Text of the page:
The HKTDC Export Index, for the second quarter of 2017 (2Q17), has climbed to a 16-quarter high of 50.1 and up from the 47.1 recorded in the first quarter of the year, according to the Hong Kong Trade Development Council (HKTDC).
The results are the first since the second quarter of 2013 to surpass the 50 mark, reflecting positive sentiment among local exporters. HKTDC Research also raised its 2017 Hong Kong export growth forecast to five per cent from a flat projection issued last December.
“Overall, exporters have turned cautiously optimistic with regard to their likely export performance over the short term,” said HKTDC Director of Research Nicholas Kwan.
“Given an improving global trade environment, Hong Kong’s export performance has been above par thus far. With the expansion in both developed and emerging economies staying generally on course, overall foreign demand should remain sturdy over the medium term, although growth of Hong Kong exports is expected to moderate in the second half of 2017 amid a higher comparison base,” he added.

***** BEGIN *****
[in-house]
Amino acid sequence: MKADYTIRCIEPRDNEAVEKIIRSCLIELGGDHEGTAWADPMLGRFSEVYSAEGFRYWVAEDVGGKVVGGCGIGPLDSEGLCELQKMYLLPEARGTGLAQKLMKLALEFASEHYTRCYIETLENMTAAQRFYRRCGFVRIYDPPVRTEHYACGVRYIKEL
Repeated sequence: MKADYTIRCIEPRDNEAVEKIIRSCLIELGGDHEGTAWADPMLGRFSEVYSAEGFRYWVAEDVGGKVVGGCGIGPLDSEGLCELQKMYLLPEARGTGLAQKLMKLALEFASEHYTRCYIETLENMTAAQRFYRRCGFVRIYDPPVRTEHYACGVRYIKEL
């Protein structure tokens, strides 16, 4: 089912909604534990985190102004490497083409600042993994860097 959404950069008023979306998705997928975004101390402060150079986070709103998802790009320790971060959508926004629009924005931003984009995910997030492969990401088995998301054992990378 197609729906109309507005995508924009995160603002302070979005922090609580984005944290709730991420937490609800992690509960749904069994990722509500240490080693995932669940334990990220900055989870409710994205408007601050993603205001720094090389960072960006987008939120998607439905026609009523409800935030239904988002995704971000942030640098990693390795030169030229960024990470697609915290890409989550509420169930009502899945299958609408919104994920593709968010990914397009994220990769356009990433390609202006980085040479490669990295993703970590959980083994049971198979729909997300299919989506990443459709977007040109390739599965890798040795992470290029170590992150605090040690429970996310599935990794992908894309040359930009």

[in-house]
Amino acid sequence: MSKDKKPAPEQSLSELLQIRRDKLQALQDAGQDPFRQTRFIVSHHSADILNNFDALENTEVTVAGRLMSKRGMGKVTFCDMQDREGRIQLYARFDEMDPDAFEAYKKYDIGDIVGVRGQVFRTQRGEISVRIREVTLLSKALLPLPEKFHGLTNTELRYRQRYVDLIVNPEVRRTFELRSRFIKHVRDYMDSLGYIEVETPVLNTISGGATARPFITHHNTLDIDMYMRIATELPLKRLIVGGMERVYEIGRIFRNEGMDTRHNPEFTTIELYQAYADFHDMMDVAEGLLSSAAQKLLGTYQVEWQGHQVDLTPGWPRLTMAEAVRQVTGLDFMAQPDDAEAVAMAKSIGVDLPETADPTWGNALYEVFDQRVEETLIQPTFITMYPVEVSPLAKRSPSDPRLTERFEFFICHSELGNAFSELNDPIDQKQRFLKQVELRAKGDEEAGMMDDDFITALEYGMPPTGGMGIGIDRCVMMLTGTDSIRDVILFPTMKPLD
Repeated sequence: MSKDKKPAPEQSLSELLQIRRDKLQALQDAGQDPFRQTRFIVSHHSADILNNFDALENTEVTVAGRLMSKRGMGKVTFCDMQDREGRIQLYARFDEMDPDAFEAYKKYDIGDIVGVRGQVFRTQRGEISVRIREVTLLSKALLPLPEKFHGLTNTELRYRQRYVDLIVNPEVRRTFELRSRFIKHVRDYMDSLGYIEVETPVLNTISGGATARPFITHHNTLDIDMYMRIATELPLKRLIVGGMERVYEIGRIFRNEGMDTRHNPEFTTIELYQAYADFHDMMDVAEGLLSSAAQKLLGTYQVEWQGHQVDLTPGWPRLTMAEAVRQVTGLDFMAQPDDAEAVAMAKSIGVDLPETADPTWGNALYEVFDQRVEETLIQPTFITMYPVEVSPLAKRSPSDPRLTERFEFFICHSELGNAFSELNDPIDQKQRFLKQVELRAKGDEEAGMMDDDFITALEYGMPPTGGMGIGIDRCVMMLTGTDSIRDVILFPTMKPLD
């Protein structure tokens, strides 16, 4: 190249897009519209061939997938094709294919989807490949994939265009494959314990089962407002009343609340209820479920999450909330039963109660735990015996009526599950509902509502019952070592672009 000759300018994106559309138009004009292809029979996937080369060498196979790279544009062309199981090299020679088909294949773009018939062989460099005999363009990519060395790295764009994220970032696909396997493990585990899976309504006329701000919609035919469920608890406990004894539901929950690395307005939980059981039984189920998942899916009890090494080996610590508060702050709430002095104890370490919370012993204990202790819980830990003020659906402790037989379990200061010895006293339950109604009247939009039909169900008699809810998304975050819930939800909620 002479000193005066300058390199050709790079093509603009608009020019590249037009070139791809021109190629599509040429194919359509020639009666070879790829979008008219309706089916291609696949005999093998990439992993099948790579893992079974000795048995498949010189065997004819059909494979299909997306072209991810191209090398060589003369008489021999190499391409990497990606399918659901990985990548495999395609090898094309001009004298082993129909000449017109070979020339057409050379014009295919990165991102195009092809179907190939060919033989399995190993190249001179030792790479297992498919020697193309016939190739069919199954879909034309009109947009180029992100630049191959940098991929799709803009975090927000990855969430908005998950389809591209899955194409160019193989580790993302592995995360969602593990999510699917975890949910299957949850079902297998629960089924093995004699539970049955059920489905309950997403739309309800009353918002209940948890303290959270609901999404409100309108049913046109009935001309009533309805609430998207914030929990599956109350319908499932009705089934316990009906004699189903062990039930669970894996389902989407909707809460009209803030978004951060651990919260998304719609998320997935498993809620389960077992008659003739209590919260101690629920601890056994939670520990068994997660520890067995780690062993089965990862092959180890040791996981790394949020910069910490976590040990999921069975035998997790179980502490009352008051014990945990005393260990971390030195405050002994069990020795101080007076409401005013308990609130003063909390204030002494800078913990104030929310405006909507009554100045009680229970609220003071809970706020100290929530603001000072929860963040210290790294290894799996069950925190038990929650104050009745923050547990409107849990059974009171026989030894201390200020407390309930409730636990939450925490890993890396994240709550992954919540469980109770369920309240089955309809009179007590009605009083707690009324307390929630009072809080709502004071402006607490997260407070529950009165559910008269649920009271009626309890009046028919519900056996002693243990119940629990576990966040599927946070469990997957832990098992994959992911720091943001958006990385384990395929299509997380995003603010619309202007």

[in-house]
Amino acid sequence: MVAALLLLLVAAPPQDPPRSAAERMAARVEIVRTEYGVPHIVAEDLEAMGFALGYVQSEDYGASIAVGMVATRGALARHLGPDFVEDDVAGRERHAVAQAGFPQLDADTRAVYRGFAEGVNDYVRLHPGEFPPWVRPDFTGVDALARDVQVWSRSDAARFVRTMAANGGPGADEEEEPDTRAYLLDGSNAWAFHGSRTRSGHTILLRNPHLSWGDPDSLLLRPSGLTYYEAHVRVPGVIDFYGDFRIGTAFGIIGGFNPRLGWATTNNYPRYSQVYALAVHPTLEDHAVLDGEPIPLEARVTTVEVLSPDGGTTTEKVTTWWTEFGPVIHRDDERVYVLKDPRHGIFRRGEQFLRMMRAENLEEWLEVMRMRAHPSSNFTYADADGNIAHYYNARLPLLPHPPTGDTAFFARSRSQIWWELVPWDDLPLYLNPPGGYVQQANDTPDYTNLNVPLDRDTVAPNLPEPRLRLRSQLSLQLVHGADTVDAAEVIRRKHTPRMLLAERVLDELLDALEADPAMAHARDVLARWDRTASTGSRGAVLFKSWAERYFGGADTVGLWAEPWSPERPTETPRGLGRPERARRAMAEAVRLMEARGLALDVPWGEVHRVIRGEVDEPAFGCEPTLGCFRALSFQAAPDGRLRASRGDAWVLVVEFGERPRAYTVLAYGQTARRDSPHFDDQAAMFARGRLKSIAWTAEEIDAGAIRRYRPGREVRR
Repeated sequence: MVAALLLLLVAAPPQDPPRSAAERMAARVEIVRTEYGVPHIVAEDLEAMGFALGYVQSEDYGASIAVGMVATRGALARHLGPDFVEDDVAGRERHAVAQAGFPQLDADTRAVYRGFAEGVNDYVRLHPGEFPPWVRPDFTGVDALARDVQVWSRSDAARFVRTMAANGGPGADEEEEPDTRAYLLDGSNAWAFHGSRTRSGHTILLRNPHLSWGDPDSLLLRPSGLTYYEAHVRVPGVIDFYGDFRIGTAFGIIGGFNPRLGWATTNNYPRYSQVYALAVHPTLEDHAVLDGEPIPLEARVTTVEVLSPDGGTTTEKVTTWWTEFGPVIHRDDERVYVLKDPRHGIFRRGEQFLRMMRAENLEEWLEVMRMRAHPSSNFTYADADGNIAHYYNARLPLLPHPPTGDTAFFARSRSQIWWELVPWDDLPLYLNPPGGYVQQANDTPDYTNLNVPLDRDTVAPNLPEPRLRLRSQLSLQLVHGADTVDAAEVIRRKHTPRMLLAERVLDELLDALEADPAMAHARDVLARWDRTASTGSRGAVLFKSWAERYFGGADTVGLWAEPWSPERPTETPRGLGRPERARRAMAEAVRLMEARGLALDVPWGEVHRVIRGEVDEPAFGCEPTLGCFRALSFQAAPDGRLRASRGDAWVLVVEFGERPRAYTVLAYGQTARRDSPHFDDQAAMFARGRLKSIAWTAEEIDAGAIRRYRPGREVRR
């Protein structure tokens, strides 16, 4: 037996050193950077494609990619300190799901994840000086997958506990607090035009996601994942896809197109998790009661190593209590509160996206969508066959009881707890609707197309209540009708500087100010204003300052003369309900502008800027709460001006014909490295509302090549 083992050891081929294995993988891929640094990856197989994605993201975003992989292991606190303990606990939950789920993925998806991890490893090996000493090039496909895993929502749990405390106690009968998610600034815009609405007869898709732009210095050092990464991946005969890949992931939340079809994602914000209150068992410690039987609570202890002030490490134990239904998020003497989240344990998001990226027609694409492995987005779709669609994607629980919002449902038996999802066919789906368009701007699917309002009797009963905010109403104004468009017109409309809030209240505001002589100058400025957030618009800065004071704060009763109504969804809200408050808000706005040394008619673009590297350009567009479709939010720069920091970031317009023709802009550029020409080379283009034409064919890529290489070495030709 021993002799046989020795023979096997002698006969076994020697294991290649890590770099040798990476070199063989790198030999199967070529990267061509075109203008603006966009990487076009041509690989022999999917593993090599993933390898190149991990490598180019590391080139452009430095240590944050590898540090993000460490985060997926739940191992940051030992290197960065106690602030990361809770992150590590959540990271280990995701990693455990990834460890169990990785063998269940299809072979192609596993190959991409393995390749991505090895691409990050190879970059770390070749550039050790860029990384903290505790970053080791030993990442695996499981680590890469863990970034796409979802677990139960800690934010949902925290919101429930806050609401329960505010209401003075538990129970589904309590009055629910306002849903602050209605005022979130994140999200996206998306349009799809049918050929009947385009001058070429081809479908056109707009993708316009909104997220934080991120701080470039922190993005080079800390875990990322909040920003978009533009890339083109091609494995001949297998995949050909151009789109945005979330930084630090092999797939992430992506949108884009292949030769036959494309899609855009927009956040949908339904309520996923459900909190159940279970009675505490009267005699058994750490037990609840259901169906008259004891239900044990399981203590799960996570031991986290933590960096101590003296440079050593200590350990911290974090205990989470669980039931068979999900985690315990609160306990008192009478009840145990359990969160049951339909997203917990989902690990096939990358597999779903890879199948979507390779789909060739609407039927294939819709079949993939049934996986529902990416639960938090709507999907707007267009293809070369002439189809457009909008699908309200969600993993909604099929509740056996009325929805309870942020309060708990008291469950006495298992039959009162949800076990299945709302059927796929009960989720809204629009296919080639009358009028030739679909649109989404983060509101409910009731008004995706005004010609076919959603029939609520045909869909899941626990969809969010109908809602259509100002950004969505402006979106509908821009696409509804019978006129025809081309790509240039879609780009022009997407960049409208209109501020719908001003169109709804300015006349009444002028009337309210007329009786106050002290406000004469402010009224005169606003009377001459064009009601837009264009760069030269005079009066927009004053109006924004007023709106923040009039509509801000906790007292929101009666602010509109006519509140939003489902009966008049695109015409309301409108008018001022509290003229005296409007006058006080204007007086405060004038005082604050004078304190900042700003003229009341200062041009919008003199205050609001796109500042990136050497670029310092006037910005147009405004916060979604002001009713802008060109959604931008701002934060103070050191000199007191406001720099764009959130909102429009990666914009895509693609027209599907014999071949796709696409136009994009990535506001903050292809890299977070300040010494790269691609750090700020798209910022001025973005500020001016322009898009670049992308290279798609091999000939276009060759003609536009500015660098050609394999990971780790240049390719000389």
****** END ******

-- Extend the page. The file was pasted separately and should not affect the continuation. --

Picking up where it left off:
Nevertheless, Kwan warned of major downside risks, namely an undercurrent of protectionism in the United States, political uncertainties in the European Union and heightened geopolitical tensions.
According to the 2Q17 Export Indices for individual markets, China surpassed the US and Japan as the most promising market as viewed by local traders. The Chinese mainland market figure was 51.9, while the EU was up slightly to 49.6, and numbers for the Japan and the US declined.
The HKTDC Export Index monitors the current export performance of Hong Kong traders and gauges their near-term prospects. Readings above and below 50 indicate positive and negative sentiment, respectively.